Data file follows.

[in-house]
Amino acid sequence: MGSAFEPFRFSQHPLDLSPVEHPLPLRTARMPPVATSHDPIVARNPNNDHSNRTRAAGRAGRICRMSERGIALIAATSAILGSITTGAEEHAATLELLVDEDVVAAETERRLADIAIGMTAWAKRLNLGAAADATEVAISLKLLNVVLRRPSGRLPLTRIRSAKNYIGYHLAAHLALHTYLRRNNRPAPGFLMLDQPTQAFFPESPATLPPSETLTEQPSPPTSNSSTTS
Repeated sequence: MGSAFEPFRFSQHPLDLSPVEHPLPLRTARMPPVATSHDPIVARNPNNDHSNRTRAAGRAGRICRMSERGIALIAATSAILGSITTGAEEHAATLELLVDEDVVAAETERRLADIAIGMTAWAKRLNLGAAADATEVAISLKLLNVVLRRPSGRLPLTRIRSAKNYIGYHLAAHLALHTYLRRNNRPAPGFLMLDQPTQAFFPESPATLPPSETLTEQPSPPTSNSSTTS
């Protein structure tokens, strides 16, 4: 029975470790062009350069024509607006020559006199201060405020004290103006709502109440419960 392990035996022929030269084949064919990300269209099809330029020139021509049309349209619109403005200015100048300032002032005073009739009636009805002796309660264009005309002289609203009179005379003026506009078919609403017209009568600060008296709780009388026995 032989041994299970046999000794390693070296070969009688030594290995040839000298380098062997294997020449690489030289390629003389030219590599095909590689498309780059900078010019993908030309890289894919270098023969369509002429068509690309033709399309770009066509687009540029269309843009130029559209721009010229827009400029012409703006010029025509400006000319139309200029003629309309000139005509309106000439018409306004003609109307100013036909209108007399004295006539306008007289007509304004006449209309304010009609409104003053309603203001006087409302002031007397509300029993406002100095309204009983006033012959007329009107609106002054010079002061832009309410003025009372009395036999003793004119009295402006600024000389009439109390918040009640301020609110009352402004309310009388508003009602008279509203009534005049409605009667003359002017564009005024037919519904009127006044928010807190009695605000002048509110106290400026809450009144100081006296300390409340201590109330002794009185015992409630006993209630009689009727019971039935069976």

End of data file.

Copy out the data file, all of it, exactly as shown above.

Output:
[in-house]
Amino acid sequence: MGSAFEPFRFSQHPLDLSPVEHPLPLRTARMPPVATSHDPIVARNPNNDHSNRTRAAGRAGRICRMSERGIALIAATSAILGSITTGAEEHAATLELLVDEDVVAAETERRLADIAIGMTAWAKRLNLGAAADATEVAISLKLLNVVLRRPSGRLPLTRIRSAKNYIGYHLAAHLALHTYLRRNNRPAPGFLMLDQPTQAFFPESPATLPPSETLTEQPSPPTSNSSTTS
Repeated sequence: MGSAFEPFRFSQHPLDLSPVEHPLPLRTARMPPVATSHDPIVARNPNNDHSNRTRAAGRAGRICRMSERGIALIAATSAILGSITTGAEEHAATLELLVDEDVVAAETERRLADIAIGMTAWAKRLNLGAAADATEVAISLKLLNVVLRRPSGRLPLTRIRSAKNYIGYHLAAHLALHTYLRRNNRPAPGFLMLDQPTQAFFPESPATLPPSETLTEQPSPPTSNSSTTS
């Protein structure tokens, strides 16, 4: 029975470790062009350069024509607006020559006199201060405020004290103006709502109440419960 392990035996022929030269084949064919990300269209099809330029020139021509049309349209619109403005200015100048300032002032005073009739009636009805002796309660264009005309002289609203009179005379003026506009078919609403017209009568600060008296709780009388026995 032989041994299970046999000794390693070296070969009688030594290995040839000298380098062997294997020449690489030289390629003389030219590599095909590689498309780059900078010019993908030309890289894919270098023969369509002429068509690309033709399309770009066509687009540029269309843009130029559209721009010229827009400029012409703006010029025509400006000319139309200029003629309309000139005509309106000439018409306004003609109307100013036909209108007399004295006539306008007289007509304004006449209309304010009609409104003053309603203001006087409302002031007397509300029993406002100095309204009983006033012959007329009107609106002054010079002061832009309410003025009372009395036999003793004119009295402006600024000389009439109390918040009640301020609110009352402004309310009388508003009602008279509203009534005049409605009667003359002017564009005024037919519904009127006044928010807190009695605000002048509110106290400026809450009144100081006296300390409340201590109330002794009185015992409630006993209630009689009727019971039935069976």